Focus on quality over quantity. When it comes to thought leadership, quality matters more than quantity. One compelling, innovative insight can outperform an avalanche of mediocre content. In fact, captivating insights and ideas are essential to engaging customers in various marketing channels.
Research and develop. Thought leadership may come from original research or it can leverage important industry data and trends. Ensure the credibility of the research and determine the best ways to bring that data to life. In some cases, it may be a short blog. Other times a more comprehensive project, such as a white paper or bylined article, is appropriate.
Package and publish. The best thought leadership content can be used in multiple ways. White papers can be turned into a series of blogs. Infographics or pull quotes can be extracted and used in social media or email campaigns. Bylined articles can be shared with prospects, clients and partners. Develop a plan to repurpose content to extend its life and engage multiple audiences through various marketing channels.
Measure and refine. The ultimate goal of thought leadership is to grow a business. Therefore, it is essential to determine what initiatives are working, and perhaps more important, what tactics are not effective. To track success of thought leadership marketing, consider the following metrics:
Website visitors (new and returning)
Length of time spent on web-based thought leadership content
Lead conversions from drip email campaigns
Press coverage including media mentions and new publications
Social media engagement including new followers, likes and shares
Gone are the days when copywriters developed advertisements that raved about a brand’s greatness. Today’s consumers are skeptical about self-promotion and seek substance and value from the brands with which they do business. In theory, thought leadership seems simple. After all, the internet is littered with blogs, articles and other information written by so-called industry experts. But the reality is quite different. To be effective, thought leadership initiatives need to cut through the noise to establish credibility, engage audiences and affect change, all without a hint of self-promotion. Doing this requires a strategic plan, passionate subject-matter experts and best-in-class content. In addition, companies need to communicate their thought leadership assets effectively and consistently with internal and external audiences. Thought leadership can have a substantial ROI because it elevates the perception of your brand, setting your organization apart from the competition. Businesses with a strong thought leadership presence get more and better sales leads, and customers are willing to pay more to do business with the industry’s best.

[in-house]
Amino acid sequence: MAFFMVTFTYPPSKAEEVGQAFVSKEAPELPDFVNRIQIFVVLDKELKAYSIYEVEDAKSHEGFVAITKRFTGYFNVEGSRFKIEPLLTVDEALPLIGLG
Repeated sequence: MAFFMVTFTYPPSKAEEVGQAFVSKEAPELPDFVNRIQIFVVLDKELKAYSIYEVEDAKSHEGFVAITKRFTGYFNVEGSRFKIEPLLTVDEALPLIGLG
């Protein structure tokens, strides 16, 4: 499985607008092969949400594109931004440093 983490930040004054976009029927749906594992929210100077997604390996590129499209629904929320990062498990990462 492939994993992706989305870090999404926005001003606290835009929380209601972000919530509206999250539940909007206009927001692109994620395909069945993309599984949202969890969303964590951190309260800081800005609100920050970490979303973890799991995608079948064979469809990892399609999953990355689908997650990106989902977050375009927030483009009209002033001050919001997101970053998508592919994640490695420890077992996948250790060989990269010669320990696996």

While business growth is always the clear frontrunner for benefits, there are other advantages to an effective thought leadership strategy. In addition to attracting leads, thought leadership can entice better talent, increase media coverage, generate business-development opportunities and establish a competitive advantage in a crowded marketplace. Above all, thought leadership represents a commitment to the greater good. Thought leadership requires generosity of time, resources, intelligence and experience. Just as a rising tide lifts all boats, thought leadership provides benefits for your audiences and the industry, not just your own company. With some patience, the organization will benefit and the company’s success can be built for the long-term.
i Brosseau, Denise. Ready to Be a Thought Leader? How to Increase Your Influence, Impact, and Success. Jossey-Bass Publishers, 2014.
ii Cook, Peter. “A Brief History of Thought Leadership.” Peter Cook, 15 Aug. 2012, petercook.com/blog/a-brief-history-of-thought-leadership.
iii Buday, Bob. “A Brief History of Thought Leadership Marketing.” A Brief History of Thought Leadership Marketing, Bloom Group, bloomgroup.com/content/history-thought-leadership-marketing-consulting-and-it-services.
iv Sestili, Tracy. “21 Definitions of Thought Leadership.” Social Strand Media, 27 July 2012, socialstrand.com/what-is-thought-leadership/.
v “Thought Leadership: Cutting Through the Noise to Unlock Value.” Bloom Group, Association of Management Consulting Firms, 2015, bloomgroup.com/sites/all/files/pdfs/AMCF_Thought%20Leadership%20_FINAL%20copy.pdf.
vi “2017 Edelman Trust Barometer Global Report. Edelman. Edelman, Jan. 2017.
vii “2018 Content Preferences Survey Report.” DemandGen, 2018, https://www.demandgenreport.com/resources/research/2018-content-preferences-survey-report.